A pair of once-familiar sights are set to make comebacks this year in the Crescent City. One figures to delight visitors to the Superdome. The other may turn Mardi Gras upside down.
“Welcome to New Orleans. Come for the Super Bowl. Stay for Mardi Gras.”
That’s the pitch that the Crescent City is making to visitors in February. It’s an offer the city has made before, and one that hundreds of thousands of tourists will find impossible to refuse.
But those who take up that offer this year will be witness to a couple of street revivals.
New Orleans takes its traditions seriously, even the ones it periodically turns its back on, and two good examples of that are poised to return this winter to “the NOLA.”
The first is a new streetcar line through the city’s Central Business District that links the French Quarter to the Superdome. If all goes as planned, the new line should be ready to roll by Feb. 3, in time for Super Bowl XLVII.
But the importance of this line goes far beyond one over-hyped football game. It’s part of an ongoing effort to undo one of the dumbest things New Orleans city government ever did.
City Hall spent the better part of four decades ripping out streetcar lines — at least 15 of them that I can find — and replacing them with buses. New Orleans has largely regretted it ever since.
Maria C. Montoya of the News Orleans Times-Picayune probably put it best: “Tennessee Williams never would have written ‘A Bus Named Desire.’ ” (emphasis mine)
Preservationists managed, barely, to save the St. Charles Avenue streetcar line (seen above) that runs down through the city’s über-scenic Garden District. It’s now a working icon of New Orleans history, used and beloved daily by locals and tourists alike.
In the late 1980s, the city fathers reluctantly acknowledged what a lot of their citizens had been telling them for years, namely that when it comes to efficiently moving people around a city, buses are no substitute for streetcars. And as the St. Charles line clearly showed, they lend a character to a city that no bus ever could.
So they decided to bring them back.
The first came in 1988 with the opening of the short Riverfront line, linking “the Quarter” to the New Orleans Convention Center. But the real resurrection began in 2004, when streetcars returned to Canal Street, the city’s main downtown thoroughfare.
There are ambitious plans to restore other lines. Hurricane Katrina in 2005 temporarily derailed all of that, but now the revival appears to be back on track.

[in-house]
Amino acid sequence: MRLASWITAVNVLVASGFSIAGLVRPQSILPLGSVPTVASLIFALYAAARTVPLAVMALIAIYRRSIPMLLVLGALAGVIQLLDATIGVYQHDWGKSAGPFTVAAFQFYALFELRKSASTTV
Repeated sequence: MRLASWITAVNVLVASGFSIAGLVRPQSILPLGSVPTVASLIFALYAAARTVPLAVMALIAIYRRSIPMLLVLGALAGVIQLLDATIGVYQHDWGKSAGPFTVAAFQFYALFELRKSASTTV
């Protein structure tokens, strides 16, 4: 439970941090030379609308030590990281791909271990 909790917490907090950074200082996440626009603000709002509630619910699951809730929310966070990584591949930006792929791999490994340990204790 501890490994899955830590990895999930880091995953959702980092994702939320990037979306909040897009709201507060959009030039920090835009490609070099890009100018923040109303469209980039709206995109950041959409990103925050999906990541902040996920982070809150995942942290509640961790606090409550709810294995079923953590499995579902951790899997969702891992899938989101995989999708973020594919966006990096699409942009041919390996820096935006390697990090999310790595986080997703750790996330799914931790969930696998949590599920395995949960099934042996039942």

This actually is one of the ways I prefer to get around a major city when I travel. Definitely faster and more comfortable than a bus, and you get to see a lot more than you will on a subway. The streetcars (or as they call them, “trams”) in cities like Amsterdam, Geneva, Switzerland, and Lyon and Strasbourg, France are sleek, state-of-the-art dreams.
The New Orleans streetcars are still largely old-school in appearance. Their two major concessions to modernity are automated fareboxes and air-conditioning, the latter of which you will bless in the summertime. But they’re just as handy when it comes to getting around.
And the way IBIT sees it, any kind of public transit that can save me the cost of a rental car is a good thing.
THE BABY DOLLS
The other comeback this winter involves an all-but-forgotten Mardi Gras tradition — and I’m not sure if even New Orleans is ready for this one.
The Baby Dolls are back.
When the Krewe of Zulu rolls their parade to open Mardi Gras Day, Feb. 12, there will be a troupe of Baby Dolls among them.
Mothers may want to hide their children — and their husbands, too.
When blacks weren’t allowed to take part in the “mainstream” Mardi Gras parades and activities downtown, black communities promptly came up with their own ways to “laissez les bon temps roulez.” The Baby Dolls were one of them.
The original Baby Dolls were a product of Storyville, the infamous red-light district famed equally for its prostitution and its jazz joints.
In a sense, the whole thing grew out of one of those Uptown-Downtown rivalries common to New Orleans. When word got out that some downtown hookers were planning to stage a Mardi Gras parade, the working girls of Storyville took that as a challenge that could not go unanswered.
They took the nickname their pimps had given them and turned it into a fashion statement, literally dolling themselves up in bonnets, bloomers, knickers and what-not, and staged a parade of their own.
But these definitely were no Barbies.
Storyville itself was torn down during World War 1, but by then, the Baby Doll idea had caught on in black neighborhoods. Before long, first-graders, their mothers and even grandmothers were rocking the Baby Doll look.
You no longer had to be an “industrial debutante” to be a Baby Doll.
Soon, they were as much a part of the black Mardi Gras tradition in New Orleans as the Mardi Gras Indians, second-line clubs and Skeletons.
The Skeletons were the first to hit the streets in “the ‘hood” on Mardi Gras morning. Ghostly figures dressed head to toe in black-and-white skeleton suits and fierce-looking masks, they went from block to block, banging on pots and pans and yelling:
“WAKE UP! YOU NEXT!”
Then came the neighborhood parades, following no preset schedule or route, with their Indians and jazz bands and second-line clubs&hellip,and the Baby Dolls.
Over time, as other black Mardi Gras traditions gained recognition and acceptance from the mainstream, the Baby Dolls gradually disappeared from the streets — but not from memory.
Now, they’re making a comeback, updated to include one of New Orleans’ newer creations — “bounce music” and dance.
These days, you don’t have to be a prostitute, or black or even female. But it’s still a reach back in time to acknowledge the city’s baudy, insolent past…which returns to the present every Carnival season. You may be amused or you may be appalled, but either way, you won’t be bored.
And that’s the NOLA for ya.